Let's say that an observer is moving with the speed of light relatively to an atom that he wants to look into. He has equipment that precise that he can observe the atom and what is inside. From ...
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1answer
35 views

Flat space current conservation sign confusion

It is said that in Minkowski spacetime, the current conservation law for the number current $N^\mu$ where $N^0$ is the number density and $N^i, i=1,2,3$ is the particle flux in the $x^i $ direction, ...
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1answer
194 views

Properties of Lorentz transformation generator?

In chapter 2 of Srednicki, the author defines: $$ U(1+\delta \omega) = I +\frac{i}{2h}\delta \omega_{\mu \nu} M^{\mu \nu} $$ where the $M^{\mu\nu}$s are hermitian operators and are the generators of ...
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1answer
47 views

Does a “midpoint between” 2 members of an inertial system belong to the same IS?

This answer to a recent question related to Einstein's thought-experimental definition of (how to determine) simultaneity contained the following statement: Suppose two people, $C$ and $D$, stand ...
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1answer
80 views

How to make appropriate statements concerning simultaneity or sequence of pitches

This answer to a recent question related to Einstein's thought-experimental definition of (how to determine) simultaneity contained the following statement: Suppose two people, $C$ and $D$, stand ...
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1answer
135 views

Lorentz transformation - need a little clarification

So the question states: A's and B's systems are related by the standard Lorentz transform. B simultaneously fires off two photons from transmitters distance D apart along the x' axis, and in the ...
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0answers
95 views

What is wrong in following arguments about connection of local gauge invariance and causality?

There is a question and corresponding downvoting of my answer, so I decided to ask this question. There is my answer on it: "...The most theories of free fields are invariant under global gauge ...
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0answers
65 views

Time reversal invariance and statistics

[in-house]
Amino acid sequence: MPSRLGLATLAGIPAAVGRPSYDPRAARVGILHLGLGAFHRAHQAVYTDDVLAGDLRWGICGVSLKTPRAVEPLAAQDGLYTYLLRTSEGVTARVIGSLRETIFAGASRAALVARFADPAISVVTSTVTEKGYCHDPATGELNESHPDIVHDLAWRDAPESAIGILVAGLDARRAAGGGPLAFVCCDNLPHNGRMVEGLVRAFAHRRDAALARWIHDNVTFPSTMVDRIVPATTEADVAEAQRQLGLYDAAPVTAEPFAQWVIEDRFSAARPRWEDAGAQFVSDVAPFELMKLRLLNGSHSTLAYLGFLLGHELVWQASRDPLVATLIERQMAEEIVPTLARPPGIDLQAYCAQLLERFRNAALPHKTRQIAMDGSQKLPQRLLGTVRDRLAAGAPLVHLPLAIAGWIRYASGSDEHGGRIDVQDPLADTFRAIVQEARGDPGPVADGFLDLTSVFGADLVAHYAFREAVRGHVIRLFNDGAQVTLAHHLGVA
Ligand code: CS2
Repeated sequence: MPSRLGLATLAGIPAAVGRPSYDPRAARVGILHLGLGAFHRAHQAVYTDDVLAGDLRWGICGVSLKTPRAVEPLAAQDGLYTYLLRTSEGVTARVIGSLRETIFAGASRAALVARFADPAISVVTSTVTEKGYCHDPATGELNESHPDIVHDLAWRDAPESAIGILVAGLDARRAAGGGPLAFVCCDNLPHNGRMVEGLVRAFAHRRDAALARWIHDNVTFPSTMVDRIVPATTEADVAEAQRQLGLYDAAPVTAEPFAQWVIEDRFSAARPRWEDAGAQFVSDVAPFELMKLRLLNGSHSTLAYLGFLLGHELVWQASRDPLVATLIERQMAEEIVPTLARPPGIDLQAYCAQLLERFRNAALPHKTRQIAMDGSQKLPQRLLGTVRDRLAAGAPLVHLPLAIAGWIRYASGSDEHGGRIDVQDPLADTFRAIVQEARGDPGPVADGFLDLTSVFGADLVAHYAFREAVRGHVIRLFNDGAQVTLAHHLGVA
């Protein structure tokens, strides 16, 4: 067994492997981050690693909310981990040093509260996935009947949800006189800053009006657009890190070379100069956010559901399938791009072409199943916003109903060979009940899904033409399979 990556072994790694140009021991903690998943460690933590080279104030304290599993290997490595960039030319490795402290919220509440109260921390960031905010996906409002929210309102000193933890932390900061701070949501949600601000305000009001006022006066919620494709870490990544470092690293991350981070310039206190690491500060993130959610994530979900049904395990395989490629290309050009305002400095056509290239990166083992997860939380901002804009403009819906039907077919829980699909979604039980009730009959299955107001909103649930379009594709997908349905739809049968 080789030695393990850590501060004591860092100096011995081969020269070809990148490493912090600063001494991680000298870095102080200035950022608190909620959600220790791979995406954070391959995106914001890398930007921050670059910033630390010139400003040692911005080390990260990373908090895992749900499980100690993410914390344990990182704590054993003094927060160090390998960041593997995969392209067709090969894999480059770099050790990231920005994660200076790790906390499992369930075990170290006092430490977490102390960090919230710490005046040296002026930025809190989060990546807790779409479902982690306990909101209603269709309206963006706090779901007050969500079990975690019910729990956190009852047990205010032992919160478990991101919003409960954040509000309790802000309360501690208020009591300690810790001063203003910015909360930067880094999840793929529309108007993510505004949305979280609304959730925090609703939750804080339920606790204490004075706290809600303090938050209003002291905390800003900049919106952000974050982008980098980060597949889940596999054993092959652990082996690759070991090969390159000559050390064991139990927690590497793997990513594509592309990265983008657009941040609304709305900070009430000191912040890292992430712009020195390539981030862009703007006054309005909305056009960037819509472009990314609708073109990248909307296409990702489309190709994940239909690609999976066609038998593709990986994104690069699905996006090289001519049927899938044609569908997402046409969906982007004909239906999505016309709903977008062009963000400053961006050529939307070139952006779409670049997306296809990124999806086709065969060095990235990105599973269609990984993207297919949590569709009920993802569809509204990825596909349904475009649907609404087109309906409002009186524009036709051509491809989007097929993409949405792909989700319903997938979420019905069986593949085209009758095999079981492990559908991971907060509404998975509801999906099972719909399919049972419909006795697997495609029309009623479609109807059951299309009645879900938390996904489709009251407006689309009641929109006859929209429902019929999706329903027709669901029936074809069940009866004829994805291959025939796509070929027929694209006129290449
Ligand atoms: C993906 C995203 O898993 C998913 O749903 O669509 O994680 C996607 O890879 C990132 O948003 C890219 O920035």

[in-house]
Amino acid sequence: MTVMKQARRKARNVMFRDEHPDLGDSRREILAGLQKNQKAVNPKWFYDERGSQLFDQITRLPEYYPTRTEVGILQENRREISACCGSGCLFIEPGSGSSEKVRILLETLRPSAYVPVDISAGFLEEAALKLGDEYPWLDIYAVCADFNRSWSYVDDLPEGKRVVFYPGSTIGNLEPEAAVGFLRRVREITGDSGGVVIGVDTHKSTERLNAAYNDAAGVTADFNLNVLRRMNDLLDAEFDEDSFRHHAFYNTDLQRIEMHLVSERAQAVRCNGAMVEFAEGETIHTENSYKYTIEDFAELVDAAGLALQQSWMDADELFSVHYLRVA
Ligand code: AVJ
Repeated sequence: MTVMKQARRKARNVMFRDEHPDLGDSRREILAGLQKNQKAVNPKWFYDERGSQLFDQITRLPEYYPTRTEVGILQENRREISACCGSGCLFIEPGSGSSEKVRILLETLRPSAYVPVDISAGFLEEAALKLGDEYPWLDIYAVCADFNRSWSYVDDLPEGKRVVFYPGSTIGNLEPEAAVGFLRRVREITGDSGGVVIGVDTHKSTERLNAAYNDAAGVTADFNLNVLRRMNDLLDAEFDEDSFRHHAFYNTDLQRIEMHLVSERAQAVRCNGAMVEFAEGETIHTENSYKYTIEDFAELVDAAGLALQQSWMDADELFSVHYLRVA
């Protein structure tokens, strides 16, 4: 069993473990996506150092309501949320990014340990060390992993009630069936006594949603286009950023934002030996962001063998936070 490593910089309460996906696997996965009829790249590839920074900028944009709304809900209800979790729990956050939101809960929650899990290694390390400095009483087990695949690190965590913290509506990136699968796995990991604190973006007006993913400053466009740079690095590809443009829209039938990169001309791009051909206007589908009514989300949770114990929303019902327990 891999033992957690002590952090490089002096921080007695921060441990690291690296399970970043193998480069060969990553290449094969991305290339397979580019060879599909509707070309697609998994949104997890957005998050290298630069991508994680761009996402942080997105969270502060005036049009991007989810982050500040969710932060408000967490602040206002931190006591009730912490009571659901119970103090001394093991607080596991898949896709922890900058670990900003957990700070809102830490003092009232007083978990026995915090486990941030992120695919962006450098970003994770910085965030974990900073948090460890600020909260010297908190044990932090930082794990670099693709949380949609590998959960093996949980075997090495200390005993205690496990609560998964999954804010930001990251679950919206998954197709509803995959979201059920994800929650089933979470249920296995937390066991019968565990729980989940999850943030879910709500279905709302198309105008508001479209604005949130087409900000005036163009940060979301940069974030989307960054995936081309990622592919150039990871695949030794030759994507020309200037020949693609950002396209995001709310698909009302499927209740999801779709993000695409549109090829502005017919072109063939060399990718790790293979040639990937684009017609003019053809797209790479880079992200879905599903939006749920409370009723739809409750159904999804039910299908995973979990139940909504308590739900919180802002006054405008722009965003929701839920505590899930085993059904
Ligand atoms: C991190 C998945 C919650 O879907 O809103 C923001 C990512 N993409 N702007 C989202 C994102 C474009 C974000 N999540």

To what extend does the behaviour of time reversal invariance depend on the statistics of the particle under consideration? More explicitly: To what extend does the action of the time reversal ...
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1answer
257 views

Is $E=mc^2$ false?

Recently, I found a YouTube video saying that $$E=mc^2$$ is false. It says that the real one is $$ E^2=m^2 c^4 + p^2 c^2 $$ where $E$: energy, $m$: mass, $c$: speed of light and $p$: momentum. Is ...
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1answer
497 views

The example of relativity of simultaneity given by Einstein

I understand (supposedly) the mathematics concerning the relativity of simultaneity in Special Relativity, but I have a nagging question regarding the original example given by Einstein supporting it ...
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0answers
176 views

does light beam bend when moving with a constant velocity?

I'm studding special relativity and there is a famous example where there is a moving train witch has a light source on its floor and a mirror attached to its roof. an observer in the train sees a ...
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2answers
389 views

twin paradox question

I'm trying to wrap my mind around the twin paradox, but I can't figure out this one problem from my textbook. It uses the relativistic Doppler effect to demonstrate how the paradox works. The first ...
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2answers
128 views

Length contraction as $v>c$

What would theoretically happen to an observed object's length (let it be a 5 meter line) moving at some speed greater than that of light in a straight path?
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1answer
2k views

How do I derive the Lorentz contraction from the invariant interval?

Reviewing some basic special relativity, and I stumbled upon this problem: From the definition of the proper time: $$c^2d\tau^2=c^2dt^2-dx^2$$ I was able to derive the time dilation formula by using ...
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1answer
270 views

Is mass an inherent property?

Suppose I have an electronic weighing machine placed in a uniform gravitational field. Now I put a mass above it and register the reading. Now I give the system (mass + machine) an impulse so that it ...
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4answers
3k views

What is so special about speed of light in vacuum?

I will try to be as explanatory as possible with my question. Please also note that I have done my share of googling and I am looking for simple language preferable with some example so that I can get ...
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4answers
325 views

A question abou $E=pc$ for massless particles

Since photon has no (rest)mass and $$E^2=(pc)^2+(mc^2)^2$$ we derive that $E=pc$ for particle with no (rest)mass. However, if we transform the non-relativistic formula for kinetic energy ...
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1answer
391 views

Speed of approach between image and object